Removal of periodic reviews.

3. Shared care
The Government plans to continue the present arrangements, which create an incentive for parents with care to restrict contact for non-resident parents.

The present system encourages ‘day counting’ which means that many parents with care can be faced with a decision not to allow contact over and above a certain number of days because they cannot afford the reduction in the level of maintenance they receive.

Conversely, many non-resident parents do not pursue their right to a discount for fear that it might lead the parent with care to reduce the number of days they have with their children. Many parents are having to work outside the system in order to make arrangements that are in the best interests of their children.

There are cases where considerable sums hinge on one night’s stay in the year and others where children are caught in the crossfire. These cases are increasing and so the problem will proliferate. Continuing the existing system is likely to perpetuate the considerable number of appeals we see on this issue.

Resolution is calling for:
A system that allows the application of common sense
No adjustment except for overnight stays of three nights or more each week
Flexibility so that solutions can be shaped to a family’s circumstances rather than a ‘one size fits all’ approach.

4. Enforcement
Much has been made of proposals for stringent new enforcement measures - but these headline grabbing measures will do little to tackle the underlying issues.

The real problem is not that the existing agency lacks the necessary enforcement powers, but that it does not use them often or early enough.

There needs to be a strong enforcement much earlier but, with mistakes being made in more than 65% of cases where a liability order has been sought, any enforcement process must include the right to appeal. The system must be fair to both parents.

Resolution is calling for:
Greater and earlier use of appropriate enforcement mechanisms, such as the deduction from earnings order
Full appeal rights where a deductions from earnings order is obtained in respect of historic arrears
A right to appeal and an effective and speedy system for processing appeals where each parent has the right to be heard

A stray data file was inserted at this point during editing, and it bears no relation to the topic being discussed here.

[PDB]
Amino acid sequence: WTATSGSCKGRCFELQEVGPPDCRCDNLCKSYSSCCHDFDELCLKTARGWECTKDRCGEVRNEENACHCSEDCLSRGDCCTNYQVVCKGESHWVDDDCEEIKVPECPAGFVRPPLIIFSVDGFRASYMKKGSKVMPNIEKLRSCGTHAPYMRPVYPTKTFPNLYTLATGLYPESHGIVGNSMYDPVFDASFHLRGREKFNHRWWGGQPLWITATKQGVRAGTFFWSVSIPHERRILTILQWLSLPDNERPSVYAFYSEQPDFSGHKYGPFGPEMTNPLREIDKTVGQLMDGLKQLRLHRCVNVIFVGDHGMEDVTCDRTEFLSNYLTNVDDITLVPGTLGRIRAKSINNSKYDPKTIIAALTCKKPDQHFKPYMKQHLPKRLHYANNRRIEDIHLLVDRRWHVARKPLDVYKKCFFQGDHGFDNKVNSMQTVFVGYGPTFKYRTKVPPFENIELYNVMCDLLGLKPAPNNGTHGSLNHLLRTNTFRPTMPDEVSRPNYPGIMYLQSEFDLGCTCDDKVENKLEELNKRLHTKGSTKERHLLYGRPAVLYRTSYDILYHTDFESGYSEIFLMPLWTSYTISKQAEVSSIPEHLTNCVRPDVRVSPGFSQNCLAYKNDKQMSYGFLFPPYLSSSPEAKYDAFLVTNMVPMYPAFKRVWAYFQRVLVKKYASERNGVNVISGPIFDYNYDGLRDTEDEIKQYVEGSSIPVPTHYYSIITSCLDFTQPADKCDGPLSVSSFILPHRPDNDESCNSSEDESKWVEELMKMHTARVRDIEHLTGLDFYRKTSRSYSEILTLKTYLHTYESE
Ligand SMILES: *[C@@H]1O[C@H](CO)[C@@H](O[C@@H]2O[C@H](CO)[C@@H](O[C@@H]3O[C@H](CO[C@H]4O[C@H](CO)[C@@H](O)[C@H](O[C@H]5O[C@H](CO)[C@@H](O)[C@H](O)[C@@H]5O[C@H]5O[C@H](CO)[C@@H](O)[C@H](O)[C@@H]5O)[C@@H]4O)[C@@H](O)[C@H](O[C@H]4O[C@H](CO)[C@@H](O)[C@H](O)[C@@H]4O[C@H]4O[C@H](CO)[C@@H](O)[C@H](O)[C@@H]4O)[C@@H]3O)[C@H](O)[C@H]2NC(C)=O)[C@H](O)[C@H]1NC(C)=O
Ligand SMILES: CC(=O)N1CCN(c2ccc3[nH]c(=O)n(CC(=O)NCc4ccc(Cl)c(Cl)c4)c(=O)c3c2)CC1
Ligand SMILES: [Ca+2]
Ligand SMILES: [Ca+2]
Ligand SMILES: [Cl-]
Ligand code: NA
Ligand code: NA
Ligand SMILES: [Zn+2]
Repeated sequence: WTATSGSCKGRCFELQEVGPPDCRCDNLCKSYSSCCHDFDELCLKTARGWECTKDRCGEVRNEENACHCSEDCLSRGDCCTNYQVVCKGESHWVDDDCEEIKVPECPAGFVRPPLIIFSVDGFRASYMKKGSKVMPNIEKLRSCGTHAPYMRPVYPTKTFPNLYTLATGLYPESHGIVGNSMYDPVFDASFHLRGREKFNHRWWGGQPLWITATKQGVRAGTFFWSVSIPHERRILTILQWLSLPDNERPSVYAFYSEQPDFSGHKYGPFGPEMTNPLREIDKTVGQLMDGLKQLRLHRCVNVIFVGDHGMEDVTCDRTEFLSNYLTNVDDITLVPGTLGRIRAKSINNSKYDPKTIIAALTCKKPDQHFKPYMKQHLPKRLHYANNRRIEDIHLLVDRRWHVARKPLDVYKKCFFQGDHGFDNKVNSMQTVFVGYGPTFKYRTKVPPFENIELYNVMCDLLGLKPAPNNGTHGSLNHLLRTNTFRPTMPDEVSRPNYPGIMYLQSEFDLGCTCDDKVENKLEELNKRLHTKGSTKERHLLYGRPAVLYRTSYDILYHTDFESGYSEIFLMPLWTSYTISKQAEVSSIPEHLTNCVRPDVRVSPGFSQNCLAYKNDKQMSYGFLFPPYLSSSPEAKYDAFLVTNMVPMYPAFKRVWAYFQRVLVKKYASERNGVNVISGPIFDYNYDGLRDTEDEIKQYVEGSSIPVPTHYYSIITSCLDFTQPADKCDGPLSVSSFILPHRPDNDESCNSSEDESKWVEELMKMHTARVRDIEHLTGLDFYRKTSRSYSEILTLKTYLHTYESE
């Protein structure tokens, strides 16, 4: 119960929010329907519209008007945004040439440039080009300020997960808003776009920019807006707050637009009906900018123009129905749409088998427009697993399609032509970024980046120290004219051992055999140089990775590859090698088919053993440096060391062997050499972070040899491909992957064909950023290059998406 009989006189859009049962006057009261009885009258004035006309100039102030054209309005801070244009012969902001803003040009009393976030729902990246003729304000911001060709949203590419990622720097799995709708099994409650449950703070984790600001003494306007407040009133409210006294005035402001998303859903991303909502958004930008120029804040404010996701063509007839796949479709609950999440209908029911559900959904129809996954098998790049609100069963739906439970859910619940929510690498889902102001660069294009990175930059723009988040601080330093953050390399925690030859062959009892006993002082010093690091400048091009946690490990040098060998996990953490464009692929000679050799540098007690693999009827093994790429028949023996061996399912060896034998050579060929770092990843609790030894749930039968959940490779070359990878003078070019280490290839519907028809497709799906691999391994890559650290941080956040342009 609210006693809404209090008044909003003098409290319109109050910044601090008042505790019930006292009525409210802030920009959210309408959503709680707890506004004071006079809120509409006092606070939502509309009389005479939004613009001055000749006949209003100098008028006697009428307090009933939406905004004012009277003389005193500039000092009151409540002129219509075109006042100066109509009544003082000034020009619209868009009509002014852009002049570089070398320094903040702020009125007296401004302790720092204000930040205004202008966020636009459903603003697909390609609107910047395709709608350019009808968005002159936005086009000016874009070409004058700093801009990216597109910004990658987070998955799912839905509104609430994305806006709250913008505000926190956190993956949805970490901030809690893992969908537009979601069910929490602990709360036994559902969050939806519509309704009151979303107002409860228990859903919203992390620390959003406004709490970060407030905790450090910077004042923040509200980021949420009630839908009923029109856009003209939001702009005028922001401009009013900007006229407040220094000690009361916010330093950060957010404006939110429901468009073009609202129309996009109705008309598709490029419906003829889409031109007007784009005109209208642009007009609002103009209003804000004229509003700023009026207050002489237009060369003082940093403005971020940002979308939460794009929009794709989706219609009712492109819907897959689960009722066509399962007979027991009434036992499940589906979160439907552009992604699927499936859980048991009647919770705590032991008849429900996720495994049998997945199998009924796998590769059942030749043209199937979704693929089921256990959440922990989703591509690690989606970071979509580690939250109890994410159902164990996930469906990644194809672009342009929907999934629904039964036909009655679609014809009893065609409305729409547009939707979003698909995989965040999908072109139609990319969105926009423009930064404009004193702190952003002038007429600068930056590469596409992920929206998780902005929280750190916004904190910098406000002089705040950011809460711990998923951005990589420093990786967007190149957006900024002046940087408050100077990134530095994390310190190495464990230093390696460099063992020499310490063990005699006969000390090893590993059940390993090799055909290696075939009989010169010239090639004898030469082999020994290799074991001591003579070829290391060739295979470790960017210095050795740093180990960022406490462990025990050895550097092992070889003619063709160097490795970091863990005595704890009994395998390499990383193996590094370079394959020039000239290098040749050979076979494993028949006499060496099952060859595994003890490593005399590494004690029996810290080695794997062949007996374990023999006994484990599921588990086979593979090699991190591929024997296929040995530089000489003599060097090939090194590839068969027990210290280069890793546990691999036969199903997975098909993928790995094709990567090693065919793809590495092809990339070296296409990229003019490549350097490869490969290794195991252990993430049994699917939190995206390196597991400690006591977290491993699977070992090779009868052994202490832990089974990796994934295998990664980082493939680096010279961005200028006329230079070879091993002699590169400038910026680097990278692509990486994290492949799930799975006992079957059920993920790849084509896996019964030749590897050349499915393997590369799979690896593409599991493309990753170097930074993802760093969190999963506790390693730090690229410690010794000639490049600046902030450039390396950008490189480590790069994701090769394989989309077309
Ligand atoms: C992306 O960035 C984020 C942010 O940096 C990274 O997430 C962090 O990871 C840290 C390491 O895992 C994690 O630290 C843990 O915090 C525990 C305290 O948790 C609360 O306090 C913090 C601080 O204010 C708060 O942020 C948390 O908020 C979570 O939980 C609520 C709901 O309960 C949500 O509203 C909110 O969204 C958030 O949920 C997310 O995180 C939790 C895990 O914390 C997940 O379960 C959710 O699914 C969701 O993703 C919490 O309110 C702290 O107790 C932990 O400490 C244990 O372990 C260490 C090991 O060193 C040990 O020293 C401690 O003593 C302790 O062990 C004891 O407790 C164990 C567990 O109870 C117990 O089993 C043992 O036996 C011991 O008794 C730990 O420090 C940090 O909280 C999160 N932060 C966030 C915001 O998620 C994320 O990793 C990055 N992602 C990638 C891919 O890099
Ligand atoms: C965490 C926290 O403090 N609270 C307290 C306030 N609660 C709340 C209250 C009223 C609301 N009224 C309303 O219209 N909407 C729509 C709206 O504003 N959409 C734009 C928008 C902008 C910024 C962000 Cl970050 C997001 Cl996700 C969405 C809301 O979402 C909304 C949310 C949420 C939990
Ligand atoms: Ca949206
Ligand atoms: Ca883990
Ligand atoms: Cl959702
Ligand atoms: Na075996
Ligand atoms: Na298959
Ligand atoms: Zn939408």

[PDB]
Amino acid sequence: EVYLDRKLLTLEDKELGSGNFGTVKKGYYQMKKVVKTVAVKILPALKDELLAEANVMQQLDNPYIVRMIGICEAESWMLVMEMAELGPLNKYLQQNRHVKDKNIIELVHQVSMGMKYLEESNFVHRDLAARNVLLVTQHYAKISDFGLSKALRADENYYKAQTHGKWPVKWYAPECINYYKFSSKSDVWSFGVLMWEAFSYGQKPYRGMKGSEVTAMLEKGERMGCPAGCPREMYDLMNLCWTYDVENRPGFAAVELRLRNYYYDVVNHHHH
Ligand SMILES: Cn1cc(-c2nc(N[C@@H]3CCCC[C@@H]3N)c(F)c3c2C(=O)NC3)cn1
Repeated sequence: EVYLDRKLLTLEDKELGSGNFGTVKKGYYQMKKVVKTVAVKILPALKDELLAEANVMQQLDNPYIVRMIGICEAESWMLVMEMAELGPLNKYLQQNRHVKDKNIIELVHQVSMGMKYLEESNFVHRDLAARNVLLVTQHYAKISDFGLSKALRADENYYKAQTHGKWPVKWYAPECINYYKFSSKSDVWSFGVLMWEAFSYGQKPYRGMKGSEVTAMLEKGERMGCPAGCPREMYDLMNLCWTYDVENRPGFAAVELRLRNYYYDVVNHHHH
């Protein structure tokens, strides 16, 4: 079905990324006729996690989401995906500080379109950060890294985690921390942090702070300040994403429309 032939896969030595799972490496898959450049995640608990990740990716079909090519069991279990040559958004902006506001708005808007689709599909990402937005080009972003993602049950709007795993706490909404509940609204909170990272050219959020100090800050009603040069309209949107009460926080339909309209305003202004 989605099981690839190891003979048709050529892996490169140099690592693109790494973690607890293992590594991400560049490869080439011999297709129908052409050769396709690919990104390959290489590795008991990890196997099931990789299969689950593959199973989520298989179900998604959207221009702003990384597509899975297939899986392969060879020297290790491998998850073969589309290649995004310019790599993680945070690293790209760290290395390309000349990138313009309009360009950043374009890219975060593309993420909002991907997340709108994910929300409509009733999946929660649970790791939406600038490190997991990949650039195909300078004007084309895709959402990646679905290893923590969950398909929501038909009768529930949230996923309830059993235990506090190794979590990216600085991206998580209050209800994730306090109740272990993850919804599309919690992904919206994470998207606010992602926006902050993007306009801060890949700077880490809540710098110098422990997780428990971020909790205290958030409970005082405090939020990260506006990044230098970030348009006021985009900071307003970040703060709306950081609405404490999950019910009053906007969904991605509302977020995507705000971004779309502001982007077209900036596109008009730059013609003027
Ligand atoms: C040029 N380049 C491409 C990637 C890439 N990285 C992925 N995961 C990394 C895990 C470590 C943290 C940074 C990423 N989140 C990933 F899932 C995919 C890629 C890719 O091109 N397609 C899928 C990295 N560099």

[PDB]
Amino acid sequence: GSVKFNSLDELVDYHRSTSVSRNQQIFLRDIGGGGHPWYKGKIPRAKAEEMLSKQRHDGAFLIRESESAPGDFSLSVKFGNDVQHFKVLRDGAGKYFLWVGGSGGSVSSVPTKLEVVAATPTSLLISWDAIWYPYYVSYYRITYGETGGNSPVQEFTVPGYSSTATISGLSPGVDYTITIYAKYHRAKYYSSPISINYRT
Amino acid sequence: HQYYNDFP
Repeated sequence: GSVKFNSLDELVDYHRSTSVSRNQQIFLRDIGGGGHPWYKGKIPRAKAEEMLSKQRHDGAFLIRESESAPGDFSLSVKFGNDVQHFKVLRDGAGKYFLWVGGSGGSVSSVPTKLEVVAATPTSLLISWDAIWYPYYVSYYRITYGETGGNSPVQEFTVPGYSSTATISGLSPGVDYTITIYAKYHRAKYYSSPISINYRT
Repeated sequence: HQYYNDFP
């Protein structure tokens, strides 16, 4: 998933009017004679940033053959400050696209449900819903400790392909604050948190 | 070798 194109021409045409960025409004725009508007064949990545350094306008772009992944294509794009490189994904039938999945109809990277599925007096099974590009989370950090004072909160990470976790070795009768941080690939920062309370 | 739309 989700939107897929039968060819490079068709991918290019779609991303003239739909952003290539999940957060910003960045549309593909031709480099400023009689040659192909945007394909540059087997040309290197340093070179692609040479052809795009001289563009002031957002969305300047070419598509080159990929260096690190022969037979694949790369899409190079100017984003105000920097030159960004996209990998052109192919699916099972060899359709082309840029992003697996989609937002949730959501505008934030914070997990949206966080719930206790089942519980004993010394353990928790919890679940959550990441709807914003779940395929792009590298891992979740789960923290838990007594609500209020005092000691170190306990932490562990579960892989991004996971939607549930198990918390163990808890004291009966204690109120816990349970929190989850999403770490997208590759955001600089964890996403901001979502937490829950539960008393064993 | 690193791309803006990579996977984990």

Parents with care permitted to take their own enforcement action through the courts should they so choose
Retention of the requirement to apply for a liability order through the court system
Power to obtain a freezing injunction if the non-resident parent is likely to abscond.

5. Historic debt, compensation
There are many non-resident parents who face substantial arrears, which, in reality, are far beyond their ability to pay. Where enforcement comes late, it is often for large sums for which the non-resident parent had no provision and no ability to settle.

It is not uncommon for the CSA to accept unrealistic repayment schedules that continue long after the children have grown up. Whilst delays this long are unusual, less dramatic delays are commonplace and cause enormous hardship to families and children.

Negotiated settlements with the consent of the parent with care should be central to the recovery of historic debt.

With 3.5 billion uncollected arrears including 760 million of debts so old they are no longer legally enforceable, it is clear that many children have been badly let down by the CSA.

Resolution is calling for:
Compensation for those cases which have been mishandled and where the debt can no longer be legally enforced
Compensation to the parents with care where debts have been written off
A clear independent process for parents to make a claim against the agency for maladministration.

For more information, or to arrange an interview with a member of the Resolution CSA team on any of the issues raised in this briefing, please contact:

Teresa Richardson
Head of Communications
T - 0207 357 9215
M - 07894 981 020
E -